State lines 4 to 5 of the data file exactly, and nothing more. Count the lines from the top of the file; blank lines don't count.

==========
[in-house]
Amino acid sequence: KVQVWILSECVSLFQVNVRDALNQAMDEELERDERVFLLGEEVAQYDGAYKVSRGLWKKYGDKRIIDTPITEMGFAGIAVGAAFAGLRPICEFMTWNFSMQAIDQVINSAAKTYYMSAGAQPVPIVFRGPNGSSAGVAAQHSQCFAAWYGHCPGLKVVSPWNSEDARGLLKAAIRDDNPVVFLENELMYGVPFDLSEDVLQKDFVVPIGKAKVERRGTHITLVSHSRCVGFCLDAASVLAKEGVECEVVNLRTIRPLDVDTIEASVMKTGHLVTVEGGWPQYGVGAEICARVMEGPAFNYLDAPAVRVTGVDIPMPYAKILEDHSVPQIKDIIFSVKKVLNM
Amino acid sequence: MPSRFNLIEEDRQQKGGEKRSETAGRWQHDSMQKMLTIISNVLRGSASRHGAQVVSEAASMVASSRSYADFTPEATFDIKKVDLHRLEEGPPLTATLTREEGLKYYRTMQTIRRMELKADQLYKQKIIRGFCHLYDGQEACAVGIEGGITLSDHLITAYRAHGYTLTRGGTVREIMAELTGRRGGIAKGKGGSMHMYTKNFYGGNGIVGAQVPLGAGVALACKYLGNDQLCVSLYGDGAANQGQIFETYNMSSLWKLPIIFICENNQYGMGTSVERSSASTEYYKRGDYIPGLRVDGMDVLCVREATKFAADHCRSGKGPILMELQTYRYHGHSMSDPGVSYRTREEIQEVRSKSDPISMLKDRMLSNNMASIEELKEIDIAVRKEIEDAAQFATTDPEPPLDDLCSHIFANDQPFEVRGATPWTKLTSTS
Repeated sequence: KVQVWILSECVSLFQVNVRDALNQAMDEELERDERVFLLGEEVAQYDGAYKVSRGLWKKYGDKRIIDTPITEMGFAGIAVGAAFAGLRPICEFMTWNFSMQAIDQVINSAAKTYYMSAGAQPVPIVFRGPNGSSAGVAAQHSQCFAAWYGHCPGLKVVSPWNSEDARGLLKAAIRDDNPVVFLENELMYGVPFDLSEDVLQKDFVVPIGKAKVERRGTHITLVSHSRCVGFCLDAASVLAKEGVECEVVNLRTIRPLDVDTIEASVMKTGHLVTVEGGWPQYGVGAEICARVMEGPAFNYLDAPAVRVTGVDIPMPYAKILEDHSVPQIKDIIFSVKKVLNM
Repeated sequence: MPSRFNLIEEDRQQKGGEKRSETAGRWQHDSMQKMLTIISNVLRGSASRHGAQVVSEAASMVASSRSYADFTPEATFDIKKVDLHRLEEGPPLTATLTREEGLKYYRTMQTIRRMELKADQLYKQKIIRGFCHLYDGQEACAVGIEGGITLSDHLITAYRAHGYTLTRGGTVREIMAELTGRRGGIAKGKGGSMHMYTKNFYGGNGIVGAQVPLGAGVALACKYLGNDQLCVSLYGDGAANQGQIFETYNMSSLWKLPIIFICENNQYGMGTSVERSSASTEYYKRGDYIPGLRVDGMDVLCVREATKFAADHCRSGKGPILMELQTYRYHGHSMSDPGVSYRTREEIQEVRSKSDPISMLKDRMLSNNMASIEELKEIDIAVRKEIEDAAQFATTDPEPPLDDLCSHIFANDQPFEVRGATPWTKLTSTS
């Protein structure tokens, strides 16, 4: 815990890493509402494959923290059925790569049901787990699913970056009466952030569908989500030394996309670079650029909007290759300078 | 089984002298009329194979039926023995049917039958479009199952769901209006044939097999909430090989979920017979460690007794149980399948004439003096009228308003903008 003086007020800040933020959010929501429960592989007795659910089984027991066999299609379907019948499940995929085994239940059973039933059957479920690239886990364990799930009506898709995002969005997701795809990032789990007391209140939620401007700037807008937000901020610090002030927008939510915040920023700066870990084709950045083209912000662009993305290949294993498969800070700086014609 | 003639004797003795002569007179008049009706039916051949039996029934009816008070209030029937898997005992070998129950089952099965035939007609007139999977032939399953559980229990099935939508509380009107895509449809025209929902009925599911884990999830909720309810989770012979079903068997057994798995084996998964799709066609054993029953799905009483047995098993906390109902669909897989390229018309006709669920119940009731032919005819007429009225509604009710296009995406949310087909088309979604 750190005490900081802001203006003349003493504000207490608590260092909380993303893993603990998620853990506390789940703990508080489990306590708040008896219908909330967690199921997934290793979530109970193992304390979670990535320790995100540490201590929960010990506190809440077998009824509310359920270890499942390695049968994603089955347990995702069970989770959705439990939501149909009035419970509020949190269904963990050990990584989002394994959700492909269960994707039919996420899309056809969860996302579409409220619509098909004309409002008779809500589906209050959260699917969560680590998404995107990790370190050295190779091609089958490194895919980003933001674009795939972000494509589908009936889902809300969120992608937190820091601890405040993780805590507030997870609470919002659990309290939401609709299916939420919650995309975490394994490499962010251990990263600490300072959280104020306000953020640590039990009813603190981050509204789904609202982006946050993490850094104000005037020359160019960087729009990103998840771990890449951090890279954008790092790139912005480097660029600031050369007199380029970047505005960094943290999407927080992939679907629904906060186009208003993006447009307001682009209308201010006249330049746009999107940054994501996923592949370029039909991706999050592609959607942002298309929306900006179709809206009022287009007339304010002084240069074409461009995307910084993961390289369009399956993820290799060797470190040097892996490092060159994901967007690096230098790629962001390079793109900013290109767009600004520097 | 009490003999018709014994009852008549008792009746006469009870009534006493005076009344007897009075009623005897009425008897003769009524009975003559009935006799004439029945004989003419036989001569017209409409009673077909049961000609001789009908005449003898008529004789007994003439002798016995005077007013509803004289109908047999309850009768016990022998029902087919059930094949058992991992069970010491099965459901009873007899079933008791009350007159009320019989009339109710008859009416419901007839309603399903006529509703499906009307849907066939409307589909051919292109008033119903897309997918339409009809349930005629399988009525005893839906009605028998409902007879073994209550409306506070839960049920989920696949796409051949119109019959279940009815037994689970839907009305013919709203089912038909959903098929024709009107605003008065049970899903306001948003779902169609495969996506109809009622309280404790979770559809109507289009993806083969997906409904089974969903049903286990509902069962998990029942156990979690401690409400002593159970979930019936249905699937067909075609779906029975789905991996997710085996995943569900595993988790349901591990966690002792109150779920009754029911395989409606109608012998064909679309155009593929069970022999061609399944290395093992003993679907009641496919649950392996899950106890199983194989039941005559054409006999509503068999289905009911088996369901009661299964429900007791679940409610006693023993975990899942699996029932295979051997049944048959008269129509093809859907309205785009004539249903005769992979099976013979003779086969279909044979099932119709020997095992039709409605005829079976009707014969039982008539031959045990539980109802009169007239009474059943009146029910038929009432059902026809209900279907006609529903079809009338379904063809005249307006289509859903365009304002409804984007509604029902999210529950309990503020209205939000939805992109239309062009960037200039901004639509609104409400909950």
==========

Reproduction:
Repeated sequence: KVQVWILSECVSLFQVNVRDALNQAMDEELERDERVFLLGEEVAQYDGAYKVSRGLWKKYGDKRIIDTPITEMGFAGIAVGAAFAGLRPICEFMTWNFSMQAIDQVINSAAKTYYMSAGAQPVPIVFRGPNGSSAGVAAQHSQCFAAWYGHCPGLKVVSPWNSEDARGLLKAAIRDDNPVVFLENELMYGVPFDLSEDVLQKDFVVPIGKAKVERRGTHITLVSHSRCVGFCLDAASVLAKEGVECEVVNLRTIRPLDVDTIEASVMKTGHLVTVEGGWPQYGVGAEICARVMEGPAFNYLDAPAVRVTGVDIPMPYAKILEDHSVPQIKDIIFSVKKVLNM
Repeated sequence: MPSRFNLIEEDRQQKGGEKRSETAGRWQHDSMQKMLTIISNVLRGSASRHGAQVVSEAASMVASSRSYADFTPEATFDIKKVDLHRLEEGPPLTATLTREEGLKYYRTMQTIRRMELKADQLYKQKIIRGFCHLYDGQEACAVGIEGGITLSDHLITAYRAHGYTLTRGGTVREIMAELTGRRGGIAKGKGGSMHMYTKNFYGGNGIVGAQVPLGAGVALACKYLGNDQLCVSLYGDGAANQGQIFETYNMSSLWKLPIIFICENNQYGMGTSVERSSASTEYYKRGDYIPGLRVDGMDVLCVREATKFAADHCRSGKGPILMELQTYRYHGHSMSDPGVSYRTREEIQEVRSKSDPISMLKDRMLSNNMASIEELKEIDIAVRKEIEDAAQFATTDPEPPLDDLCSHIFANDQPFEVRGATPWTKLTSTS